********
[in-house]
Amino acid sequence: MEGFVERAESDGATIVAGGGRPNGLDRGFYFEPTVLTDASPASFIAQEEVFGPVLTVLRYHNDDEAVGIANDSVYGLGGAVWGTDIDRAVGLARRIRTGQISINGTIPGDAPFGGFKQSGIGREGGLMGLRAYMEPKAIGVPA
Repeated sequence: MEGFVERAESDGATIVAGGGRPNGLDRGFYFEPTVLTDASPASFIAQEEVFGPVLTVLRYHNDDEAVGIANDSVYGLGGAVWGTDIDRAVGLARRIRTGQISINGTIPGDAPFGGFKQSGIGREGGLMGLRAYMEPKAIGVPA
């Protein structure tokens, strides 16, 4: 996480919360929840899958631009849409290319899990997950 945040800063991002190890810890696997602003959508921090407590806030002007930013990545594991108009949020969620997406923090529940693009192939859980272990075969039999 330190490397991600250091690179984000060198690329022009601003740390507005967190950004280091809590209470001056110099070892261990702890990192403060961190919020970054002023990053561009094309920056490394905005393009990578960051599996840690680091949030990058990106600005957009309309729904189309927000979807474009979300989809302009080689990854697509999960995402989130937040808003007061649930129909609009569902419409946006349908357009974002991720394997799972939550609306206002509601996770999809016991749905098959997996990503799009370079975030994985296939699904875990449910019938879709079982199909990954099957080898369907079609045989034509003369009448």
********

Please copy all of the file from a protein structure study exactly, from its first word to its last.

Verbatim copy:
[in-house]
Amino acid sequence: MEGFVERAESDGATIVAGGGRPNGLDRGFYFEPTVLTDASPASFIAQEEVFGPVLTVLRYHNDDEAVGIANDSVYGLGGAVWGTDIDRAVGLARRIRTGQISINGTIPGDAPFGGFKQSGIGREGGLMGLRAYMEPKAIGVPA
Repeated sequence: MEGFVERAESDGATIVAGGGRPNGLDRGFYFEPTVLTDASPASFIAQEEVFGPVLTVLRYHNDDEAVGIANDSVYGLGGAVWGTDIDRAVGLARRIRTGQISINGTIPGDAPFGGFKQSGIGREGGLMGLRAYMEPKAIGVPA
């Protein structure tokens, strides 16, 4: 996480919360929840899958631009849409290319899990997950 945040800063991002190890810890696997602003959508921090407590806030002007930013990545594991108009949020969620997406923090529940693009192939859980272990075969039999 330190490397991600250091690179984000060198690329022009601003740390507005967190950004280091809590209470001056110099070892261990702890990192403060961190919020970054002023990053561009094309920056490394905005393009990578960051599996840690680091949030990058990106600005957009309309729904189309927000979807474009979300989809302009080689990854697509999960995402989130937040808003007061649930129909609009569902419409946006349908357009974002991720394997799972939550609306206002509601996770999809016991749905098959997996990503799009370079975030994985296939699904875990449910019938879709079982199909990954099957080898369907079609045989034509003369009448």